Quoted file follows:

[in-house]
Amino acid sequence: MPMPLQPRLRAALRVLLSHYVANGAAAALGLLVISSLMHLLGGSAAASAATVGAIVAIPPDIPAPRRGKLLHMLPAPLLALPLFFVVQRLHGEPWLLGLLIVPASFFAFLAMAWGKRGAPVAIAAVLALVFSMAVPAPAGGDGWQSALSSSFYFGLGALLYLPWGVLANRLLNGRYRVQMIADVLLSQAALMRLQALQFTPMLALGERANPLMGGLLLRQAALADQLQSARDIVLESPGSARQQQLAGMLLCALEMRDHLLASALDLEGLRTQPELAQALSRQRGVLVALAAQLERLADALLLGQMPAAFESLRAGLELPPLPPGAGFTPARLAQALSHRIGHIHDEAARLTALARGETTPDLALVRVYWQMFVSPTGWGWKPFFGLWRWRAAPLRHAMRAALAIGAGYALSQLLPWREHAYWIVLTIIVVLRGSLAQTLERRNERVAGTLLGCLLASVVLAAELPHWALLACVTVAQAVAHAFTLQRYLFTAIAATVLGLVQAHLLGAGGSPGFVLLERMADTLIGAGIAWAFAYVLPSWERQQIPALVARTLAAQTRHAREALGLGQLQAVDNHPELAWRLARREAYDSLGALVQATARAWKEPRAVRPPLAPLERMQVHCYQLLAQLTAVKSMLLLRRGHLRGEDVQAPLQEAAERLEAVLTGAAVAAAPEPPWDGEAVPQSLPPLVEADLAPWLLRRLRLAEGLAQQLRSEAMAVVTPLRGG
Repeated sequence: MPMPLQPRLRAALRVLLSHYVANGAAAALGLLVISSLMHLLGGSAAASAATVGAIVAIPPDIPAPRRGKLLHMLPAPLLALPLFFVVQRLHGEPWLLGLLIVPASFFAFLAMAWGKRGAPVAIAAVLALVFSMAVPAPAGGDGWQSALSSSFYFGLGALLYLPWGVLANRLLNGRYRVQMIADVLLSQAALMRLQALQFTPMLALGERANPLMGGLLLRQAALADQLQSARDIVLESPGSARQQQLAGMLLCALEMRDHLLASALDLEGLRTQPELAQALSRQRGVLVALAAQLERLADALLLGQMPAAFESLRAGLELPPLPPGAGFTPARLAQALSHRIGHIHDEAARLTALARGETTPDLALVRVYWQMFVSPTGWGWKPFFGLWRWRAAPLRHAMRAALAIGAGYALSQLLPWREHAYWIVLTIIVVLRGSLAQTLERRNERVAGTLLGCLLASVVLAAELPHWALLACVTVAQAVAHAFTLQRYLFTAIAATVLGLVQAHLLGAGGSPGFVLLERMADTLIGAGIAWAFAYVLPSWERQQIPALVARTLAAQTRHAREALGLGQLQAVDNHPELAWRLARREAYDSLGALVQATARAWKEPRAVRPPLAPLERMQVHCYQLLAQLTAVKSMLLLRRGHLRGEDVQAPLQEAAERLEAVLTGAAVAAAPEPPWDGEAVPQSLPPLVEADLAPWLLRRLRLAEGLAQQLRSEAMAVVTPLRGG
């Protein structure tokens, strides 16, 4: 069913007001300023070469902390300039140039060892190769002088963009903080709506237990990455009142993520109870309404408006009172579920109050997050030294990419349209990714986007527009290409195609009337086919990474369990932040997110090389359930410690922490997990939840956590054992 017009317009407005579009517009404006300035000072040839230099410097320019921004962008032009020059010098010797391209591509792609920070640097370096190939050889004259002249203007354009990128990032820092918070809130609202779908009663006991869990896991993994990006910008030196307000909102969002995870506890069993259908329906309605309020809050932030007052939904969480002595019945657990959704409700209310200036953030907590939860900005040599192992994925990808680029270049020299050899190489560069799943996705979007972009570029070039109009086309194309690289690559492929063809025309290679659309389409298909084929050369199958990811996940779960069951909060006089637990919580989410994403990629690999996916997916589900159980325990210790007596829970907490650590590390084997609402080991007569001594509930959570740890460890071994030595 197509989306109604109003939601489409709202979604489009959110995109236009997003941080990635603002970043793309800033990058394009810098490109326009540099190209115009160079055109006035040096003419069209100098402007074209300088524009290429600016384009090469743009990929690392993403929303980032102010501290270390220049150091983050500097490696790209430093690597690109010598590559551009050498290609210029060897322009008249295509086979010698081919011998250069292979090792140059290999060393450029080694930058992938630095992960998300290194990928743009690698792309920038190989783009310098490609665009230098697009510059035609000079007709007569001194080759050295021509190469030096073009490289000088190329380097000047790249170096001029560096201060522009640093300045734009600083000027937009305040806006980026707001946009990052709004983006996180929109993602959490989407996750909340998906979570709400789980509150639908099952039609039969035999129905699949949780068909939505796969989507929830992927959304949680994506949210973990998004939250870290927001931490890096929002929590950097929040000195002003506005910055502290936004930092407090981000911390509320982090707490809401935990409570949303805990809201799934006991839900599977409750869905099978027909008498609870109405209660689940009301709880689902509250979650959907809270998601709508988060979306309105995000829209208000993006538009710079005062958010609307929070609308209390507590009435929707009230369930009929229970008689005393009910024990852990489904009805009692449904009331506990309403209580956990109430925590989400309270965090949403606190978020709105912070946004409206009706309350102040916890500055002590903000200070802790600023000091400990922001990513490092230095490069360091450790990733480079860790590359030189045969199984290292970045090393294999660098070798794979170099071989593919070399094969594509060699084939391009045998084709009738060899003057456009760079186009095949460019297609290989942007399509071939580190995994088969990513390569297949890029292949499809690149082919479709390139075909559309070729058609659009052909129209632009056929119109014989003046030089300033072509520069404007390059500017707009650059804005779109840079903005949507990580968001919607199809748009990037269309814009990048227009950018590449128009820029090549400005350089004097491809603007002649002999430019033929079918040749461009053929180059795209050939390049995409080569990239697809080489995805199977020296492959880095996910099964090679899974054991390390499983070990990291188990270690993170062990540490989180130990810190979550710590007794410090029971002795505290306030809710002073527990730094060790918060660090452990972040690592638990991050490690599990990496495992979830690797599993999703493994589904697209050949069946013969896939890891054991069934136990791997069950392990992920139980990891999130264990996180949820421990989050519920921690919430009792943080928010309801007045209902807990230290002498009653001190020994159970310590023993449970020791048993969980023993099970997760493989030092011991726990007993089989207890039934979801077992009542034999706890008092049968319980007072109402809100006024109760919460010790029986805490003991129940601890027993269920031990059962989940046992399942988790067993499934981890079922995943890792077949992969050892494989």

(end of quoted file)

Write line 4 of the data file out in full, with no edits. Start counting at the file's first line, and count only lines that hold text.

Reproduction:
């Protein structure tokens, strides 16, 4: 069913007001300023070469902390300039140039060892190769002088963009903080709506237990990455009142993520109870309404408006009172579920109050997050030294990419349209990714986007527009290409195609009337086919990474369990932040997110090389359930410690922490997990939840956590054992 017009317009407005579009517009404006300035000072040839230099410097320019921004962008032009020059010098010797391209591509792609920070640097370096190939050889004259002249203007354009990128990032820092918070809130609202779908009663006991869990896991993994990006910008030196307000909102969002995870506890069993259908329906309605309020809050932030007052939904969480002595019945657990959704409700209310200036953030907590939860900005040599192992994925990808680029270049020299050899190489560069799943996705979007972009570029070039109009086309194309690289690559492929063809025309290679659309389409298909084929050369199958990811996940779960069951909060006089637990919580989410994403990629690999996916997916589900159980325990210790007596829970907490650590590390084997609402080991007569001594509930959570740890460890071994030595 197509989306109604109003939601489409709202979604489009959110995109236009997003941080990635603002970043793309800033990058394009810098490109326009540099190209115009160079055109006035040096003419069209100098402007074209300088524009290429600016384009090469743009990929690392993403929303980032102010501290270390220049150091983050500097490696790209430093690597690109010598590559551009050498290609210029060897322009008249295509086979010698081919011998250069292979090792140059290999060393450029080694930058992938630095992960998300290194990928743009690698792309920038190989783009310098490609665009230098697009510059035609000079007709007569001194080759050295021509190469030096073009490289000088190329380097000047790249170096001029560096201060522009640093300045734009600083000027937009305040806006980026707001946009990052709004983006996180929109993602959490989407996750909340998906979570709400789980509150639908099952039609039969035999129905699949949780068909939505796969989507929830992927959304949680994506949210973990998004939250870290927001931490890096929002929590950097929040000195002003506005910055502290936004930092407090981000911390509320982090707490809401935990409570949303805990809201799934006991839900599977409750869905099978027909008498609870109405209660689940009301709880689902509250979650959907809270998601709508988060979306309105995000829209208000993006538009710079005062958010609307929070609308209390507590009435929707009230369930009929229970008689005393009910024990852990489904009805009692449904009331506990309403209580956990109430925590989400309270965090949403606190978020709105912070946004409206009706309350102040916890500055002590903000200070802790600023000091400990922001990513490092230095490069360091450790990733480079860790590359030189045969199984290292970045090393294999660098070798794979170099071989593919070399094969594509060699084939391009045998084709009738060899003057456009760079186009095949460019297609290989942007399509071939580190995994088969990513390569297949890029292949499809690149082919479709390139075909559309070729058609659009052909129209632009056929119109014989003046030089300033072509520069404007390059500017707009650059804005779109840079903005949507990580968001919607199809748009990037269309814009990048227009950018590449128009820029090549400005350089004097491809603007002649002999430019033929079918040749461009053929180059795209050939390049995409080569990239697809080489995805199977020296492959880095996910099964090679899974054991390390499983070990990291188990270690993170062990540490989180130990810190979550710590007794410090029971002795505290306030809710002073527990730094060790918060660090452990972040690592638990991050490690599990990496495992979830690797599993999703493994589904697209050949069946013969896939890891054991069934136990791997069950392990992920139980990891999130264990996180949820421990989050519920921690919430009792943080928010309801007045209902807990230290002498009653001190020994159970310590023993449970020791048993969980023993099970997760493989030092011991726990007993089989207890039934979801077992009542034999706890008092049968319980007072109402809100006024109760919460010790029986805490003991129940601890027993269920031990059962989940046992399942988790067993499934981890079922995943890792077949992969050892494989």